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Piano Magic, "Writers Without Homes"

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After about the third listen through, I noticed that this album seemed devoid of something. There comes a particular repertoire with each Piano Magic release, one you are just conditioned to expect based on their past works. But this new album did not seem to feature this repertoire. Gone are the perplexingly intricate sound collages which feature indecipherable instruments, sounding like they could be either computer-created noises or just esoteric analog instruments rummaged from the dusty bin of a thrift store. 4AD

Also gone are the spooky hisses of distant winds punctuated by the delicate breathy speeches of a young English girl. I suppose if you were to look hard enough, you could still find instances of these, but they do not abound nor do they shape the sound of the band as they used to. Piano Magic has always been something of a collaborative effort, with Glen Johnson being the glue holding the collective together since its genesis in 1996. But within each album, there is generally a static nucleus of players, giving each respective album its own aura. 'Writers Without Homes,' however, manages to feature a revolving host of members on each separate song, denying any sort of cohesion to this record.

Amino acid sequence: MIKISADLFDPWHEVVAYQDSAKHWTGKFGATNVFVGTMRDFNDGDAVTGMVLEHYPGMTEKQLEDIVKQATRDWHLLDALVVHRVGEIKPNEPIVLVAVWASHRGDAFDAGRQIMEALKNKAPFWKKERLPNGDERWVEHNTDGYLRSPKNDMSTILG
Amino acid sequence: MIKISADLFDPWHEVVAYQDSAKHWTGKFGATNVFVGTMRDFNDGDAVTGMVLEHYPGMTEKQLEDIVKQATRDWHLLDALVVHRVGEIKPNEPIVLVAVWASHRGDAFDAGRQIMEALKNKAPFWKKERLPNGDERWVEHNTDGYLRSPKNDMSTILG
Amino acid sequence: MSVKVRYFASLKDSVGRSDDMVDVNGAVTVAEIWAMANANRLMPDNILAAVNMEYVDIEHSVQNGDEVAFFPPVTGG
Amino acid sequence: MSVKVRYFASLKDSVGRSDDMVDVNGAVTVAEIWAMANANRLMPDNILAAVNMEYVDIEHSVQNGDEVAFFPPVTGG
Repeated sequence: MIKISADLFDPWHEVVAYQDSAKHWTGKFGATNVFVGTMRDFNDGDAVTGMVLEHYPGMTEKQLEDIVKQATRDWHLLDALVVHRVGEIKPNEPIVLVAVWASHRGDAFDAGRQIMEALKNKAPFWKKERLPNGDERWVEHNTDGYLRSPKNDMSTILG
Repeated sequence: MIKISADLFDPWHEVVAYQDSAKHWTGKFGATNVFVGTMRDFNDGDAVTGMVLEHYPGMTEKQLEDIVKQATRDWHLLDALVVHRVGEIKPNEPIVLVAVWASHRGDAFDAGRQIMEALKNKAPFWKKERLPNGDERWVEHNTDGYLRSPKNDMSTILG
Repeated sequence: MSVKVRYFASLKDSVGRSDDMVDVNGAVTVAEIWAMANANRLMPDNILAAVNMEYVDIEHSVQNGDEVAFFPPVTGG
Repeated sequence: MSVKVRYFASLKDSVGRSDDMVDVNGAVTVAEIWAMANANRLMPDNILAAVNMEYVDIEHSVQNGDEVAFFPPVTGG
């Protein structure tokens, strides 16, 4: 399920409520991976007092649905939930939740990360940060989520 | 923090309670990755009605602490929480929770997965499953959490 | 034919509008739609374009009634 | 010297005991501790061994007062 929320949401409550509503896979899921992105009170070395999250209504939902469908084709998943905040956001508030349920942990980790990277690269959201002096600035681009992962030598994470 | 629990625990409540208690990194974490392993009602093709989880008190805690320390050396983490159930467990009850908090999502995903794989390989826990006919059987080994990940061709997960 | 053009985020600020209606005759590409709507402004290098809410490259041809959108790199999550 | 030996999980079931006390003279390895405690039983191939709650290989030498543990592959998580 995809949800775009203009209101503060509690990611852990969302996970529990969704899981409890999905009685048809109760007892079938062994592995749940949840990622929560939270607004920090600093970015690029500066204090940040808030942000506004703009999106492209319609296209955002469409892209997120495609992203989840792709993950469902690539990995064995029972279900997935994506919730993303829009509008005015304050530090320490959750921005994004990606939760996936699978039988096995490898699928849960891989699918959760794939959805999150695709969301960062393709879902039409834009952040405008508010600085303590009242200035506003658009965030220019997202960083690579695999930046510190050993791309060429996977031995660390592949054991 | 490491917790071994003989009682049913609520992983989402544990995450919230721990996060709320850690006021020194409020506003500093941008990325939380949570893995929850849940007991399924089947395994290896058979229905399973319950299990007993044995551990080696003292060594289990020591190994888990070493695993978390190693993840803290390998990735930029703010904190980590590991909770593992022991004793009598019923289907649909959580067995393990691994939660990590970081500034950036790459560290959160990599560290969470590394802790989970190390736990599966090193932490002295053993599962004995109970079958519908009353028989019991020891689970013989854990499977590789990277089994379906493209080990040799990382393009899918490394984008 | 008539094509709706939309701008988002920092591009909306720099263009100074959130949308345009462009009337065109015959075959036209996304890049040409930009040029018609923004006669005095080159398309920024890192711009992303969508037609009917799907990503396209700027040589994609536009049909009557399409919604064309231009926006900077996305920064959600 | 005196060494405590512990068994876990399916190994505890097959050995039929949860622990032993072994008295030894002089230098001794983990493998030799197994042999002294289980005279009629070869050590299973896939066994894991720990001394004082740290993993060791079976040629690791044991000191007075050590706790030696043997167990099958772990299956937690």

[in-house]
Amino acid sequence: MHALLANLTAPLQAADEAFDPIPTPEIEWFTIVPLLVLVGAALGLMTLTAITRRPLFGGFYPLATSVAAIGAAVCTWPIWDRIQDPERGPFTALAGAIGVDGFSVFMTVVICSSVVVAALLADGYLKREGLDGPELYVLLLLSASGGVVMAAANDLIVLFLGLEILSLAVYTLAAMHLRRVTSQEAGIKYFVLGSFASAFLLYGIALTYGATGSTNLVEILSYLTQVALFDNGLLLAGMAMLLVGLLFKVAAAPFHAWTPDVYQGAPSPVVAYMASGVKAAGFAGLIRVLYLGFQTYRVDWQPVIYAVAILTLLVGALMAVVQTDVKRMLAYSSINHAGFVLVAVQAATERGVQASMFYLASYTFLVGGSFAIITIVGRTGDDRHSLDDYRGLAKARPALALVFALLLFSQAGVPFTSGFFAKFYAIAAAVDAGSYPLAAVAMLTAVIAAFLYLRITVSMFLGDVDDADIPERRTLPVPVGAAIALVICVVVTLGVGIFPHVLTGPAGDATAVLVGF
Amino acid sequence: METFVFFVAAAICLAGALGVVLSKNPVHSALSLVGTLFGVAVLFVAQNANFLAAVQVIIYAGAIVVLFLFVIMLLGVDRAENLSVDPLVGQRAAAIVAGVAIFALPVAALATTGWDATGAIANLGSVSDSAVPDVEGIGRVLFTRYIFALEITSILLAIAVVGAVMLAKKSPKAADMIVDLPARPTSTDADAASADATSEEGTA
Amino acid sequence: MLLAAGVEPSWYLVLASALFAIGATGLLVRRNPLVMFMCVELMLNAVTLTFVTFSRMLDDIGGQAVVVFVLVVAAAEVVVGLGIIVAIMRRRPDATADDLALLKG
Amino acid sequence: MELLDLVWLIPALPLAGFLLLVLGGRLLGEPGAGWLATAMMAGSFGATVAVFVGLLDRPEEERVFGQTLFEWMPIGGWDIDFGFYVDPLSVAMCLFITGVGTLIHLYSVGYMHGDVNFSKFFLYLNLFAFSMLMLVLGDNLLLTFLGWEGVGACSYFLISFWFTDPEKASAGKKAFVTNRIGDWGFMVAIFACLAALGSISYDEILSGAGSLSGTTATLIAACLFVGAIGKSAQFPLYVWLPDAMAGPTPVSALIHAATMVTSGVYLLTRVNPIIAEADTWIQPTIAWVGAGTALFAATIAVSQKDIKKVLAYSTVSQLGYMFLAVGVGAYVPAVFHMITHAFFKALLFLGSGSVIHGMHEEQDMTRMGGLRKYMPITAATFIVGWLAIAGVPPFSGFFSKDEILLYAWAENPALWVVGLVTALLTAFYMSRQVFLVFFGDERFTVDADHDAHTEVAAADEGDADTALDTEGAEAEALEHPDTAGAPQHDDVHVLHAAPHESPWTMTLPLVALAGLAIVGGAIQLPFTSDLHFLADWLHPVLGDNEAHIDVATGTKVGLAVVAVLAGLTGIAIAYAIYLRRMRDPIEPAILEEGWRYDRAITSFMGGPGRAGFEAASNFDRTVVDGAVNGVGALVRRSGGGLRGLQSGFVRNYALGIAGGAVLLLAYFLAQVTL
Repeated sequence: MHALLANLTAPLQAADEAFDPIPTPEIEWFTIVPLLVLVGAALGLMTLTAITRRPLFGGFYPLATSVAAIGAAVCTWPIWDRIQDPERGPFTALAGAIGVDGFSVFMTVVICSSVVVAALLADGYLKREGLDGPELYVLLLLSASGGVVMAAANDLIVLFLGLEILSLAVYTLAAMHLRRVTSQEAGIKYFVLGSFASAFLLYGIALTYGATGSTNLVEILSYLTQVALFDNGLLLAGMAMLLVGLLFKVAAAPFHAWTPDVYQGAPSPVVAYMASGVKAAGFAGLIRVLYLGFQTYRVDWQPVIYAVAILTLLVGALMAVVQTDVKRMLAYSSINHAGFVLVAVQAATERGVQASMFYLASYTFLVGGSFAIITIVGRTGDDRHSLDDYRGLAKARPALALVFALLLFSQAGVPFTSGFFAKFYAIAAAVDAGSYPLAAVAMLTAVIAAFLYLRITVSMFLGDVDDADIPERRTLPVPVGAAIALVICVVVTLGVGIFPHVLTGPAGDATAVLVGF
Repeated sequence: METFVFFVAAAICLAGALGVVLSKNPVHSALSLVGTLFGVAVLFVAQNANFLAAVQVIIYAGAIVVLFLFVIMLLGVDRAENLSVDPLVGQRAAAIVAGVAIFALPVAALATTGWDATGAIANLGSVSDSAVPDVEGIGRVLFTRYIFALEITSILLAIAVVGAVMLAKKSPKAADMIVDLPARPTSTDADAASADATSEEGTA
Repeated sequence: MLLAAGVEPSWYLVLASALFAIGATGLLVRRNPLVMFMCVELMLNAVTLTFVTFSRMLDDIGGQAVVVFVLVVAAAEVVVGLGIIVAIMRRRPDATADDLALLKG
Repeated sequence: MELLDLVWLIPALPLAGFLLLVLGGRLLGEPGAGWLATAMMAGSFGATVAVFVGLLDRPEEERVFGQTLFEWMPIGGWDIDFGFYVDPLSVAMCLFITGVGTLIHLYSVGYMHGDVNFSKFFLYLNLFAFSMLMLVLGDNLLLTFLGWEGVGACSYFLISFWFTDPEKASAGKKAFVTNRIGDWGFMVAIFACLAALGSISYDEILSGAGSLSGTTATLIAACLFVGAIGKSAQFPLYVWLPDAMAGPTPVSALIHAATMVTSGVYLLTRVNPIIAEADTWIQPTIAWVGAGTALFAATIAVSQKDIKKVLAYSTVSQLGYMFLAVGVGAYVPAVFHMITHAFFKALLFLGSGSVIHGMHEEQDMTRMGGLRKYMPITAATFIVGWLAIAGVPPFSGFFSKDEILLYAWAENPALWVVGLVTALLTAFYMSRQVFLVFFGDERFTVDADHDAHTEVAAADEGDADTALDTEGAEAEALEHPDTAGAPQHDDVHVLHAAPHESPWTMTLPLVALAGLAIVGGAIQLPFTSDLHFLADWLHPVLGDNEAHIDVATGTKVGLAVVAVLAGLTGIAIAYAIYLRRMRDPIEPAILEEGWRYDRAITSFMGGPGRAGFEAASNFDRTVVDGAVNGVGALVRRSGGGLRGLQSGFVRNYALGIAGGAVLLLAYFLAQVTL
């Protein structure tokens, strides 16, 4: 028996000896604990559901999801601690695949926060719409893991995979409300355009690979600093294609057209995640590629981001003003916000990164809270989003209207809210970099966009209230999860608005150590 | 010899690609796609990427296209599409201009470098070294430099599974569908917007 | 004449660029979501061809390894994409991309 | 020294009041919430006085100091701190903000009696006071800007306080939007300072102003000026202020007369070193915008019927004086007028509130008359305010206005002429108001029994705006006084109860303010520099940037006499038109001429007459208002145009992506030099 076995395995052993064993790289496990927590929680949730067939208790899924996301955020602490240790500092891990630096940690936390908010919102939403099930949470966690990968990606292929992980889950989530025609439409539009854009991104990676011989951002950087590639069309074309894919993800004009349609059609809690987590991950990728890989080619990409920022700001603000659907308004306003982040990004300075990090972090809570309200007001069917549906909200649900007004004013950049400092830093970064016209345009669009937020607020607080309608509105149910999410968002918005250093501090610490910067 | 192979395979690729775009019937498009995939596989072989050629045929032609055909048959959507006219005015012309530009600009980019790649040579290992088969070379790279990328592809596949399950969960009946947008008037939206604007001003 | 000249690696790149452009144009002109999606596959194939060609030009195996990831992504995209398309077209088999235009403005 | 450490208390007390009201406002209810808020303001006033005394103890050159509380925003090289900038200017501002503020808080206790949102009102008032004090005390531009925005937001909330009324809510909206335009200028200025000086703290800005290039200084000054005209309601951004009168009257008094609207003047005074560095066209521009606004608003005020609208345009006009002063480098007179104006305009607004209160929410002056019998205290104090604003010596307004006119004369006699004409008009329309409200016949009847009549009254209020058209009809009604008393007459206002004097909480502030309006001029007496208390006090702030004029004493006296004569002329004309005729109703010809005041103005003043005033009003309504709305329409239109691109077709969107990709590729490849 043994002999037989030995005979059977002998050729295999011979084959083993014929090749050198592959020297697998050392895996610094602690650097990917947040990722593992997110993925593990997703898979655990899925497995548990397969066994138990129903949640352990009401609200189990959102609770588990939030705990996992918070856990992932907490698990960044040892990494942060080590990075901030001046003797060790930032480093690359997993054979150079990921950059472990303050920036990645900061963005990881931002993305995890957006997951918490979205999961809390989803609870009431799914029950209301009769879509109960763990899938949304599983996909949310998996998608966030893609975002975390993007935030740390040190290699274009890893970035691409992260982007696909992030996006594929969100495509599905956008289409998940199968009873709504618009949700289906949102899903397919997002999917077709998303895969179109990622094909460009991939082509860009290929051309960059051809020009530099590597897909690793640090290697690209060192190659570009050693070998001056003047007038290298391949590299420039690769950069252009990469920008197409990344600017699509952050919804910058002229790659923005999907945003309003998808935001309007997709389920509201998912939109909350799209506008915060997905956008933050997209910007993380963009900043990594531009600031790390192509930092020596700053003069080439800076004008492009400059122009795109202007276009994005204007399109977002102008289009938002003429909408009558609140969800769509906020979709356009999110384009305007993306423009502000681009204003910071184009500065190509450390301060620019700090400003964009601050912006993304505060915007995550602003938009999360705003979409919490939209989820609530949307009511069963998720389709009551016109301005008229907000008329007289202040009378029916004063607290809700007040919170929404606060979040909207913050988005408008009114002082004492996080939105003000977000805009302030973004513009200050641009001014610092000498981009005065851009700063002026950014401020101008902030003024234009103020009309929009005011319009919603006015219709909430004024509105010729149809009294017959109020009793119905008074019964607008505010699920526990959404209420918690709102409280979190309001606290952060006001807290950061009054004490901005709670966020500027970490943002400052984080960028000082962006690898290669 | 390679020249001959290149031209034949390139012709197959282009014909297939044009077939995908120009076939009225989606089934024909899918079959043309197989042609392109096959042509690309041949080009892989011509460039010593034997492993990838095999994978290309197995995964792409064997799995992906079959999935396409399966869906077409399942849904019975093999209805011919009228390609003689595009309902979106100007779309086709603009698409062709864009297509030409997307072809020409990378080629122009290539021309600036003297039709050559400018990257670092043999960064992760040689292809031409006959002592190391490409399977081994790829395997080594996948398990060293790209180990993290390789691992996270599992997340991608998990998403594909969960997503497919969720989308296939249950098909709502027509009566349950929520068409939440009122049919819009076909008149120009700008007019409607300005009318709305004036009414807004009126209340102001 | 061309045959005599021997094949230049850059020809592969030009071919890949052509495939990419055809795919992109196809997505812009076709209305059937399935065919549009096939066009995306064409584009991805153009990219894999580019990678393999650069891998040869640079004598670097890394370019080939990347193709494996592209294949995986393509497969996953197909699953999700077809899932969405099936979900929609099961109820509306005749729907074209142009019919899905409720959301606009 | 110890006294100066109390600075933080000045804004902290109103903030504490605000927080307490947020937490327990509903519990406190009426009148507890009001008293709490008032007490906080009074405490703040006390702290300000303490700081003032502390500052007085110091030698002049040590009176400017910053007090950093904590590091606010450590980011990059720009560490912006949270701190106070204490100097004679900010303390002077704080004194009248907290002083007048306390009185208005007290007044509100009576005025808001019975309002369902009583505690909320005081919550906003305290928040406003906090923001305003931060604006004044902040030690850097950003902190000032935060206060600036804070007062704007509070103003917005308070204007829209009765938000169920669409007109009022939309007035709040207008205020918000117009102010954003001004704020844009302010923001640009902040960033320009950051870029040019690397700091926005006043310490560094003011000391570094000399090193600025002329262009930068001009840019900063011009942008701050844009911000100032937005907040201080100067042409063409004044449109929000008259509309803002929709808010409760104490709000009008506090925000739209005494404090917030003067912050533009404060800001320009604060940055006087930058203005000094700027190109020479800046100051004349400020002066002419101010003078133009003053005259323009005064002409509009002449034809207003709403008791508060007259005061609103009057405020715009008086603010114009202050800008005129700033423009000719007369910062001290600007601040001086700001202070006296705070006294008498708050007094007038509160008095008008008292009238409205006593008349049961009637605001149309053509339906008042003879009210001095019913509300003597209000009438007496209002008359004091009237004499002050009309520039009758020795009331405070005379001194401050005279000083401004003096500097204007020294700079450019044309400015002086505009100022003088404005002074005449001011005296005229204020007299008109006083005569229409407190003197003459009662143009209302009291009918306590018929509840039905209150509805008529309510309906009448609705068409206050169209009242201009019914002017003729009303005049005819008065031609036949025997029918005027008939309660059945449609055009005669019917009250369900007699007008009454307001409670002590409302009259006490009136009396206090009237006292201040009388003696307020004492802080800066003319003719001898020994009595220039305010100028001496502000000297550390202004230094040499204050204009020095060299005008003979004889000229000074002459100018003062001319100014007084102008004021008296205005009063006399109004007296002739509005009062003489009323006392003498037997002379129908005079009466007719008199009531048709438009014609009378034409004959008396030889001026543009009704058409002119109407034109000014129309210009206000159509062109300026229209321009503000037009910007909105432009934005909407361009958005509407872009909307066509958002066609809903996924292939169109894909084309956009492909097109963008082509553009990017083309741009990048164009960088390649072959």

My main concern with album is its tedium. Each time I listen, I get lost, forget where I am, and even forget what I am listening to. This disorientation is not the good kind, either. The album starts off promisingly enough: "(Music Won't Save You From Anything But) Silence" slithers its way in silently but soon erupts into a cascading wall of guitar and percussion. The next few songs are harmless, as well, but by the fifth song, when nothing so far has really made an impression, I am painfully jarred back to acute awareness by "The Season is Long." As it turns out, the Season is about eight minutes too long, and John Grant from The Czars is the vocalist for the extent of it, creating a song which sounds like it was snatched from some lost Seal and Sting collaboration.

This is by far the low point (positionally, the mid point) of the album, but other songs are not strong enough to rescue this record from being swallowed up by the ocean which was once quite kind to Piano Magic, lending its solemn sounds of waves and buoys to some of the band's best songs. "Dutch Housing," with its French lyrics and staticky beats, sounds very much like a song by the Glen Johnson side project Textile Ranch. The one reassuring exception on the album is "Certainty," which stands toe to toe with the best Piano Magic songs. It starts abruptly with what sounds like the snapping in half of a healthy stalk of celery and gives way to an hypnotic looping keyboard part, eventually accompanied by Caroline Potter's haunting dialog and ending just as abruptly as it begins with the song effectively disintegrating. Given the sole success of this one song in contrast to the rest of the album, it's hard to think of 'Writers Without Homes' as much more than an overly robust CD single.



Last Updated on Tuesday, 08 February 2011 23:39  


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